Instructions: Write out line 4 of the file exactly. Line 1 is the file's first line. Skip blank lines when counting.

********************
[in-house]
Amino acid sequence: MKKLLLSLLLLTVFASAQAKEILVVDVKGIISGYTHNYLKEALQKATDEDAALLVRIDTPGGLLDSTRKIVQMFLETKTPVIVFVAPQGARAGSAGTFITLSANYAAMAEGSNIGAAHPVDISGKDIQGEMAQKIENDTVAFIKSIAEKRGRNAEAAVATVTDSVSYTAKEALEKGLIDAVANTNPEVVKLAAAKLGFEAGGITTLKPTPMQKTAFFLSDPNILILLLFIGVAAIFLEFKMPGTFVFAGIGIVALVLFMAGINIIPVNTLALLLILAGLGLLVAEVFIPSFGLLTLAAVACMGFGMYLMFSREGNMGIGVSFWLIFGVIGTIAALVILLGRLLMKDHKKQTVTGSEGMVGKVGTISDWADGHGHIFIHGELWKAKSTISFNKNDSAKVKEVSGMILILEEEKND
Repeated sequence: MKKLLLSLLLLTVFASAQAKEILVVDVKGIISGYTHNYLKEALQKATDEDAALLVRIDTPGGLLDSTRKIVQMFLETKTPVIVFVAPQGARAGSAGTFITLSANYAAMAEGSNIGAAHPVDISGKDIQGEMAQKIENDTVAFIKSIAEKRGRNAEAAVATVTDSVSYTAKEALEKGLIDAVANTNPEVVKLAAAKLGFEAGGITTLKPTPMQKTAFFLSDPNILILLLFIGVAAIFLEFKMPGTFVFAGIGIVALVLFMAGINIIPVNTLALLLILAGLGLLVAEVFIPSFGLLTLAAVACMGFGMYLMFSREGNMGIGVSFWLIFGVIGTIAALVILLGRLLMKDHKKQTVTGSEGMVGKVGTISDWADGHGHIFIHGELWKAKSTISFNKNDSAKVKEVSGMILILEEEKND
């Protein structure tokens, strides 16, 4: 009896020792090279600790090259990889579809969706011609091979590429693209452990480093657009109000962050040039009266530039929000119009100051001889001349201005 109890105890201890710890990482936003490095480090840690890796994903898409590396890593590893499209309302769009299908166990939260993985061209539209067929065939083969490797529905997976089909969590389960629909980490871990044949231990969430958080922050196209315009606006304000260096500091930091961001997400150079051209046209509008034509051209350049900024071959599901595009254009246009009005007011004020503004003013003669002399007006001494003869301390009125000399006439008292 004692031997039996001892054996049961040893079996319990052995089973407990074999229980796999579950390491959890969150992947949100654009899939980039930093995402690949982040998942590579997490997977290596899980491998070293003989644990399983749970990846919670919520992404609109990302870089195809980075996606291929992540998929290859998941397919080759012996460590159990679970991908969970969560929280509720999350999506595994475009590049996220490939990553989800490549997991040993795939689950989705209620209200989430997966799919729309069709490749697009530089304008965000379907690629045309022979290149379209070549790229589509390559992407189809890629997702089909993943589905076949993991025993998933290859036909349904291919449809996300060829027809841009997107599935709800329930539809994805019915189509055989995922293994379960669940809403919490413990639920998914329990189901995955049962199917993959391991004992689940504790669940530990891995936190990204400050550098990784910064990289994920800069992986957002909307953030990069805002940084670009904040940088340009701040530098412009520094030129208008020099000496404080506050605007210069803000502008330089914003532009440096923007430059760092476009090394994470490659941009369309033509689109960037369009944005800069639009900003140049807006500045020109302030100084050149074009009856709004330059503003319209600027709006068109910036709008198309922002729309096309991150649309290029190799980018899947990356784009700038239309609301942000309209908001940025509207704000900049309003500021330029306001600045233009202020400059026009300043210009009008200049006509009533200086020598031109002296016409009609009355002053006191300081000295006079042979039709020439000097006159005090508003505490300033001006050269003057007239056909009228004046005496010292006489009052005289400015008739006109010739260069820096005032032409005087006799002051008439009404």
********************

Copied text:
């Protein structure tokens, strides 16, 4: 009896020792090279600790090259990889579809969706011609091979590429693209452990480093657009109000962050040039009266530039929000119009100051001889001349201005 109890105890201890710890990482936003490095480090840690890796994903898409590396890593590893499209309302769009299908166990939260993985061209539209067929065939083969490797529905997976089909969590389960629909980490871990044949231990969430958080922050196209315009606006304000260096500091930091961001997400150079051209046209509008034509051209350049900024071959599901595009254009246009009005007011004020503004003013003669002399007006001494003869301390009125000399006439008292 004692031997039996001892054996049961040893079996319990052995089973407990074999229980796999579950390491959890969150992947949100654009899939980039930093995402690949982040998942590579997490997977290596899980491998070293003989644990399983749970990846919670919520992404609109990302870089195809980075996606291929992540998929290859998941397919080759012996460590159990679970991908969970969560929280509720999350999506595994475009590049996220490939990553989800490549997991040993795939689950989705209620209200989430997966799919729309069709490749697009530089304008965000379907690629045309022979290149379209070549790229589509390559992407189809890629997702089909993943589905076949993991025993998933290859036909349904291919449809996300060829027809841009997107599935709800329930539809994805019915189509055989995922293994379960669940809403919490413990639920998914329990189901995955049962199917993959391991004992689940504790669940530990891995936190990204400050550098990784910064990289994920800069992986957002909307953030990069805002940084670009904040940088340009701040530098412009520094030129208008020099000496404080506050605007210069803000502008330089914003532009440096923007430059760092476009090394994470490659941009369309033509689109960037369009944005800069639009900003140049807006500045020109302030100084050149074009009856709004330059503003319209600027709006068109910036709008198309922002729309096309991150649309290029190799980018899947990356784009700038239309609301942000309209908001940025509207704000900049309003500021330029306001600045233009202020400059026009300043210009009008200049006509009533200086020598031109002296016409009609009355002053006191300081000295006079042979039709020439000097006159005090508003505490300033001006050269003057007239056909009228004046005496010292006489009052005289400015008739006109010739260069820096005032032409005087006799002051008439009404």